Editor’s note: In this extract from his essay ‘Nationalism and its contemporary discontents in India’ lawyer and historian A.G. Noorani talks about the roots of sedition, as it was defined under the British rule.
Originally, Section 124A penalized excitement of ‘disaffection’ alone. The 1898 amendment added ‘hatred or contempt’. The warning was clear—you must neither hate the British rulers nor despise them. This is the form in which Section 124A still exists on our statute book. Strachey had warned: ‘Disaffection may be excited in a thousand different ways. A poem, an allegory, a drama, a philosophical or historical discussion, may be used for the purpose of exciting disaffection just as much as direct attacks upon the government. You have to look through the form, and look to the real object: you have to consider whether the form of a poem or discussion is genuine, or whether it has been adopted merely to disguise the real seditious intention of the writer.’ Following this verdict was a spate of repressive press legislation.
The mere mention of the word ‘sedition’ aroused in Indians the very emotions of hatred and contempt for the British that Section 124A sought to forbid. Emotions or opinions cannot be stifled by legislation. The trials for sedition that followed further aroused nationalist feelings.
Tilak’s trial stirred people as none before and since had. Defiance came naturally to this brave man. His first trial was in 1897 before Justice Strachey and a jury. Strachey held that mere excitement or attempt to excite the forbidden emotions sufficed to constitute sedition ‘even if there is nothing to show that he succeeded’ or that ‘any disturbance’ was caused. His ruling was upheld by the Privy Council. Tilak was sentenced to eighteen months’ rigorous imprisonment.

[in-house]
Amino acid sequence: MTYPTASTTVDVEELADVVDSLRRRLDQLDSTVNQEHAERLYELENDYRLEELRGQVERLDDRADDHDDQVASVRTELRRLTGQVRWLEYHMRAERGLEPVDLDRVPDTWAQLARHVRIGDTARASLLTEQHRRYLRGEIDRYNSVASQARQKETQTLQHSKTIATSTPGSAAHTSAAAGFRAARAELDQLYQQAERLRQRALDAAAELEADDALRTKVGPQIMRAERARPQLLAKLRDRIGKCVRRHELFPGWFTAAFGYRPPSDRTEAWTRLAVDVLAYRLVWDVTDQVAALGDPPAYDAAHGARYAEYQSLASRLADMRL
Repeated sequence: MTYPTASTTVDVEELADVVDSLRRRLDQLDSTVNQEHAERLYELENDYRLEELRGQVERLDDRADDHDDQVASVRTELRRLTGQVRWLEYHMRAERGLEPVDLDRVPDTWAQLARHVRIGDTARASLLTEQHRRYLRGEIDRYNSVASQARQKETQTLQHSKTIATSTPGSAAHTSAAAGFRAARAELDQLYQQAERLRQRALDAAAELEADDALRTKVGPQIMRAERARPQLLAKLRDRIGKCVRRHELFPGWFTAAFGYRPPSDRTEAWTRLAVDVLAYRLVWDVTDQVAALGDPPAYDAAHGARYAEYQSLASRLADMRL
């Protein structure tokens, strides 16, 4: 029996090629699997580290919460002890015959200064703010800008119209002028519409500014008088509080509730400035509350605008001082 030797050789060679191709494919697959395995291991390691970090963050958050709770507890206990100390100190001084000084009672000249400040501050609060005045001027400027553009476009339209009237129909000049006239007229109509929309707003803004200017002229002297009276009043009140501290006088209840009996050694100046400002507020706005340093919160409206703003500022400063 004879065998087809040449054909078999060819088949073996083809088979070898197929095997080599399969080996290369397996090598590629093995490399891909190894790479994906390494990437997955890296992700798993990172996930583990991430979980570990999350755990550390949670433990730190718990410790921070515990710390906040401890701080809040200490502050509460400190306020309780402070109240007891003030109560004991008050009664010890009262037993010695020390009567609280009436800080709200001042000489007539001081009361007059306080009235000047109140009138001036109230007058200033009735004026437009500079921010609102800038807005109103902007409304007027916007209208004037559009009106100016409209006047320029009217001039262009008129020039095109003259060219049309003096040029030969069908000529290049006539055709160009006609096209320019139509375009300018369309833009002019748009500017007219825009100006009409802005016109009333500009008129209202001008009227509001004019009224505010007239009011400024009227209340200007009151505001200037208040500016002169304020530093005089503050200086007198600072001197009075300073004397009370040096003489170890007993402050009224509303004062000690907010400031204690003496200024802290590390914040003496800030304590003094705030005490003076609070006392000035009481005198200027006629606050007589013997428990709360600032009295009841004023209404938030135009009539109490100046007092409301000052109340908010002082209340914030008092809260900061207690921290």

The second trial for sedition was in 1908 before Justice D. D. Davar, who had been his counsel in the first trial, and a jury of which seven Europeans returned a verdict of guilty while the two Indians, both Parsis, returned a verdict of not guilty. Justice Davar sentenced Tilak to six years’ transportation. At his third and last trial for sedition in 1916, he was successfully defended by Muhammad Ali Jinnah. Tilak had been ordered to execute a bond for Rs 20,000 ‘for good behaviour’ for ‘disseminating seditious matter’. Justices Batchelor and Shah quashed the order.
In 1891, opinion in Bengal was outraged by the prosecution for sedition of the editor, owner, printer and publisher of the newspaper Bangobasi, Jogendra Chandra Bose. It had trenchantly criticized the Governor General for the Age of Consent Bill as being offensive to Hindu sentiment. This divided Indian opinion because some welcomed the bill, opposed though they were to British rule. The jury was divided (7-2). The Chief Justice discharged the jury. ‘This is not the case on which I should accept anything but an [sic] unanimous verdict.’ The thousand-strong crowd of ‘natives’ cheered the result. But the accused apologized to the Government of India for their ‘intemperate’ language and the matter was dropped.
Excerpted from ‘On Nationalism’ with permission of Aleph Book Company.